A major experimental effect in electron spectroscopy is background noise introduced by elastic and inelastic scattering of the primary electrons as they enter the material being tested and scattering of secondary electrons as they pass through the material between their points of interaction with the constituent atoms of the material and the surface of the material. All electrons experience both elastic and inelastic collisions. Inelastically scattered electrons have a wide distribution of energies beginning at the energy Ep of the probing beam and extending downwardly. The elastically scattered spectrum is typically larger because of the small Auger cross sections.
Primary electrons used for Auger spectroscopy typically have energies of a few keV while the Auger transitions are typically below 1 keV. A 1 keV electron has a mean free path in a solid of about 3 nm; a 3 keV electron, 15 nm. Furthermore, secondary Auger electrons are subject to the same type of inelastic scattering. Many technical articles have attempted to explain and quantify the effects of inelastic scattering in order to extract the Auger spectrum. Elastic scattering depends upon the average atomic number Z of the material and is stronger in materials with higher Z.
Auger spectroscopy may be used for two different purposes in determining the purity of a layer. The energy of the Auger peaks can be easily identified with the atomic number of a constituent of the film. Thereby, the atomic composition of the impurity can be relatively easily identified, that is, whether it is nitrogen or iron, for example in a carbon film. The more demanding task is to use Auger spectroscopy for determining a concentration of the impurity, a capability enabled by the fact that the size of the Auger peak increases with the concentration of the particular impurity. However, Auger spectroscopy is poorly suited for compositional measurements in otherwise poorly characterized samples, particularly those of complex composition, because the Auger peak is almost always only a small fraction of the background signal mostly originating from the elastic scattering of the primary electrons.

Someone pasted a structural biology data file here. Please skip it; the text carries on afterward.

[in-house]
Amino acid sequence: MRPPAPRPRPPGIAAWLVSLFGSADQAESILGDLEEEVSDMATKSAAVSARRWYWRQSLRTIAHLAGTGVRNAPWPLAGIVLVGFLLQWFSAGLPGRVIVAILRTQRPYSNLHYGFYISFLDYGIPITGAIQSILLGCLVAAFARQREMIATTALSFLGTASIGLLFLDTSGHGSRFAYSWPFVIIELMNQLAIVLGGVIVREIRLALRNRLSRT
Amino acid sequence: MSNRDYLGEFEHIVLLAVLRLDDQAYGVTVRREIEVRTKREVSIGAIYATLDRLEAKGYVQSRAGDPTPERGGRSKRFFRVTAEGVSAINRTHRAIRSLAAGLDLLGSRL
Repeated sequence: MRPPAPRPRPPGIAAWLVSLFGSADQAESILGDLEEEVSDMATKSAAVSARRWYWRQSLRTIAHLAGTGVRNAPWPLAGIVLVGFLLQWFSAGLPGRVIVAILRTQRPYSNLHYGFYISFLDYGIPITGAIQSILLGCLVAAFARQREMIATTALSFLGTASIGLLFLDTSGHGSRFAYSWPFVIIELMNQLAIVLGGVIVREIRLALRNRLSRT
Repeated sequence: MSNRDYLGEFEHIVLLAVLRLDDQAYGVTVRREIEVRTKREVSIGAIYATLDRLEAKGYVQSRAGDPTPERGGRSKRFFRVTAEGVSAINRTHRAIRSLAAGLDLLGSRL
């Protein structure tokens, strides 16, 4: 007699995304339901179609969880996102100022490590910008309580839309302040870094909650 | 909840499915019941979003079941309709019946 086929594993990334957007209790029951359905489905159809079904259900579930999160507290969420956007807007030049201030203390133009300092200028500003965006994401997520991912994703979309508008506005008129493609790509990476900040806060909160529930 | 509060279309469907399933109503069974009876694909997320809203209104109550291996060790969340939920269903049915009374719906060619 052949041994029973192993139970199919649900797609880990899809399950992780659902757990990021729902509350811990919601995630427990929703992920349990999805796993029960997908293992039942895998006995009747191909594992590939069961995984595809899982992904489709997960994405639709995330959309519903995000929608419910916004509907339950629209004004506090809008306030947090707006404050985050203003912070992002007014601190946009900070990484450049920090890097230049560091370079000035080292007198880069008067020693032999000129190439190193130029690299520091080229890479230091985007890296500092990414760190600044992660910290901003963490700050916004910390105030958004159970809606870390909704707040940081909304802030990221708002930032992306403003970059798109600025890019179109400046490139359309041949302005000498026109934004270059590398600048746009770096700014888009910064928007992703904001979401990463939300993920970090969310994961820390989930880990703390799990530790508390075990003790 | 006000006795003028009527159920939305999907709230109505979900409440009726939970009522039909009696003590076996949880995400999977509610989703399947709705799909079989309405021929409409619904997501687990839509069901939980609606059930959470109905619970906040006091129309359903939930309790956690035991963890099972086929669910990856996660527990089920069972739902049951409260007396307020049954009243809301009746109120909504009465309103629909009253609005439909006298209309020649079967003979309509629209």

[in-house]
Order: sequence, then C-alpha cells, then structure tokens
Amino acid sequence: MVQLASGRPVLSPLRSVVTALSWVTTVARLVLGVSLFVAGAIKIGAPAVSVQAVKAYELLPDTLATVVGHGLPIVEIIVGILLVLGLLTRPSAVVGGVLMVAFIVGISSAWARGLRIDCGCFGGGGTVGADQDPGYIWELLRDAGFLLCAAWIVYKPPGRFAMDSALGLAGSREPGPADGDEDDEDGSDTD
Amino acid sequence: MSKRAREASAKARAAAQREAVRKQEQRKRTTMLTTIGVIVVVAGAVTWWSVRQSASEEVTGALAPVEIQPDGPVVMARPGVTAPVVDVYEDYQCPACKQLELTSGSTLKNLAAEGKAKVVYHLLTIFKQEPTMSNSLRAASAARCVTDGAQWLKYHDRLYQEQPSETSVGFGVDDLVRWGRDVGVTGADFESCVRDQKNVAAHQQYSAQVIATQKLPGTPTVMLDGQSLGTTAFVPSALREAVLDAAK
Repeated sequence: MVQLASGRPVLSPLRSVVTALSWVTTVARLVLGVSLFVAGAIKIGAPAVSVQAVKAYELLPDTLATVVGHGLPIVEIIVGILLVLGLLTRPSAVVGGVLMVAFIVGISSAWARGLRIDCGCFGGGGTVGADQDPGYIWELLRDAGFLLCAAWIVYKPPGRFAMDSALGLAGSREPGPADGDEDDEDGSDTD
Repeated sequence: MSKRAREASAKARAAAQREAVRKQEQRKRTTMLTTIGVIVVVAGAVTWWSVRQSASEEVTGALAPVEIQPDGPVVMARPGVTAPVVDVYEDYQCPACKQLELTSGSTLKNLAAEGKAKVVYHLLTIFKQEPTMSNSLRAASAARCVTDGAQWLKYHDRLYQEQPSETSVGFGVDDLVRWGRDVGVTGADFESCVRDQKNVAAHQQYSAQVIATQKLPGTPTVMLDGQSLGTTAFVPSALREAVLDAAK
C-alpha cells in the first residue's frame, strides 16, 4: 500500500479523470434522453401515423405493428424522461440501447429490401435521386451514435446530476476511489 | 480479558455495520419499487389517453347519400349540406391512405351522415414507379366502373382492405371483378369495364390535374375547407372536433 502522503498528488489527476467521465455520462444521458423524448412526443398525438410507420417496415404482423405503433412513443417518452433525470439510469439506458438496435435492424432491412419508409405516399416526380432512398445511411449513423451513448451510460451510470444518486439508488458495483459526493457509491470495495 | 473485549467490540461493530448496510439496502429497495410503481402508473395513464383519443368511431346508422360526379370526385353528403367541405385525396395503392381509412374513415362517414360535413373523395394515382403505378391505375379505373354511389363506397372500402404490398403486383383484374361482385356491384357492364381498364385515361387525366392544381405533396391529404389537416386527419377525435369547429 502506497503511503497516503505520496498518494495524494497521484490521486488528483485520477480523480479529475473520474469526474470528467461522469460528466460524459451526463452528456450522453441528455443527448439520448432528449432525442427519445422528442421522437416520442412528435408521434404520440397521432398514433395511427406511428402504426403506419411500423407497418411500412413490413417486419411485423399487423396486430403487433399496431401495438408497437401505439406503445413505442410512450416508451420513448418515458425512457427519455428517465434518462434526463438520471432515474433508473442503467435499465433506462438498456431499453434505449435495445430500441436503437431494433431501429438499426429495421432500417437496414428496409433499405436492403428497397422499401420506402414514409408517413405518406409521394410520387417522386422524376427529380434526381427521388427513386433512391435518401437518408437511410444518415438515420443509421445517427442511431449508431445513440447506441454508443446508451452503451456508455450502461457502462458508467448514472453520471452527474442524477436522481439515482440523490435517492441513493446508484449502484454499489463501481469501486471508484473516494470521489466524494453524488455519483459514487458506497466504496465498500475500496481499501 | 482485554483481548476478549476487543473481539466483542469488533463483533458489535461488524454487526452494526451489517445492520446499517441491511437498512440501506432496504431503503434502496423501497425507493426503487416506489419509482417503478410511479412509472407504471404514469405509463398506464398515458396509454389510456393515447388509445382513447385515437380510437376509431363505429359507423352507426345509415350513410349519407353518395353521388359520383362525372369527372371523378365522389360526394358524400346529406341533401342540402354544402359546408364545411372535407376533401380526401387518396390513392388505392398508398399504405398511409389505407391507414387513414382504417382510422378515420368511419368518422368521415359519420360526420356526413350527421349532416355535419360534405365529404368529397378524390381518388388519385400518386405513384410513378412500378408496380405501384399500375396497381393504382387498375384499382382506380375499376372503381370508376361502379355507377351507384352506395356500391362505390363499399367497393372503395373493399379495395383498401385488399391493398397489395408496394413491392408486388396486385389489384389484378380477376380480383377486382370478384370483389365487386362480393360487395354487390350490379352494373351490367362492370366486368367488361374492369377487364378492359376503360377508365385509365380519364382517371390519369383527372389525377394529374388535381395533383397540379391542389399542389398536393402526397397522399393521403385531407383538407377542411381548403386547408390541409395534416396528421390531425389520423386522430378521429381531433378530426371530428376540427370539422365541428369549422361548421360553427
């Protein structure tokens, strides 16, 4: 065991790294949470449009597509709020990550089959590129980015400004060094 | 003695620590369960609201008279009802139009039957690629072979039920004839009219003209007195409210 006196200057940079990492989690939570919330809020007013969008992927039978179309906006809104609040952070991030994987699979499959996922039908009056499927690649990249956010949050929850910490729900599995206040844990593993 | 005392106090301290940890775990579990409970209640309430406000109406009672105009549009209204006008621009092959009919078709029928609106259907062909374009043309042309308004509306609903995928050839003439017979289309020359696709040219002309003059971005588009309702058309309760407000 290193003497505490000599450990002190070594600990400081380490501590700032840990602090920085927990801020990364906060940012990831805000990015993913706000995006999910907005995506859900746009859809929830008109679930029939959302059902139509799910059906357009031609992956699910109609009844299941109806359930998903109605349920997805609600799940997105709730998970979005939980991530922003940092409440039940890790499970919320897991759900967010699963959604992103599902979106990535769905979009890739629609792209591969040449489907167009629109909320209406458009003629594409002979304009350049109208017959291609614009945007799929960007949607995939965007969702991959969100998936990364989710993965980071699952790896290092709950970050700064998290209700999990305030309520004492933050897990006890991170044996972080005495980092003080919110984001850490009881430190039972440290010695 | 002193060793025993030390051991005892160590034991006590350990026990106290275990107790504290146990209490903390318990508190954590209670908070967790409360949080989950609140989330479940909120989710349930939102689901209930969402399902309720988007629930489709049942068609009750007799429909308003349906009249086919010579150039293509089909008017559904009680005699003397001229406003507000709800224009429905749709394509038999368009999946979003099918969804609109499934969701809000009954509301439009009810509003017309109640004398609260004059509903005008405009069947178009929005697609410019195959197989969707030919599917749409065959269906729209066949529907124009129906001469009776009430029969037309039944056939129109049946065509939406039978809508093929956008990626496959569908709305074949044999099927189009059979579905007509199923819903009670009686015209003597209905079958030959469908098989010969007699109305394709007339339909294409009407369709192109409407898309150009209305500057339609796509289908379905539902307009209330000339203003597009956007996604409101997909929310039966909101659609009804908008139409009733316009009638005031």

The conventional method for extracting an Auger peak and its magnitude takes advantage of the fact that the background signal tends to change slowly with the electron energy, as schematically graphed in FIG. 2, while the Auger peaks 30 represent narrow features located on an energy that is unique for each chemical element. Therefore, one of various techniques is used to determine the derivative of the electron intensity spectrum N(E) with respect to energy, that is dN(E)/dE, as schematically graphed in FIG. 3 for the same data. The slowly changing background nearly disappears in the derivative data facilitating the measurement of the signal intensity. In the past, analog methods were used for synchro-detection of the intensity with respect to a dither signal applied to the energy. On the other hand, in modem spectrometers, a complete energy spectrum N(E) is measured and stored in computer memory, and numerical methods are used to produce the differentiated spectrum. Conventionally, the intensity of the differentiated spectrum is measured as the difference amplitude 38 of the signal between its maximum value 34 and minimum value 36. However, this method lacks precision as it depends on the shape of the peak, which in turn depends on the spectral resolution of the spectrometer and chemical state of the emitting atom. Besides, even in the absence of the Auger signal, the amplitude of the derivative is not zero due to the statistical variation of the signal and electronic noise. Several effects contribute to the result that the derivative of the peak 30 assumes a non-zero value 32. Furthermore, Auger transitions in many chemical elements form a series of overlapping peaks, and the separation of overlapping derivative peaks is cumbersome.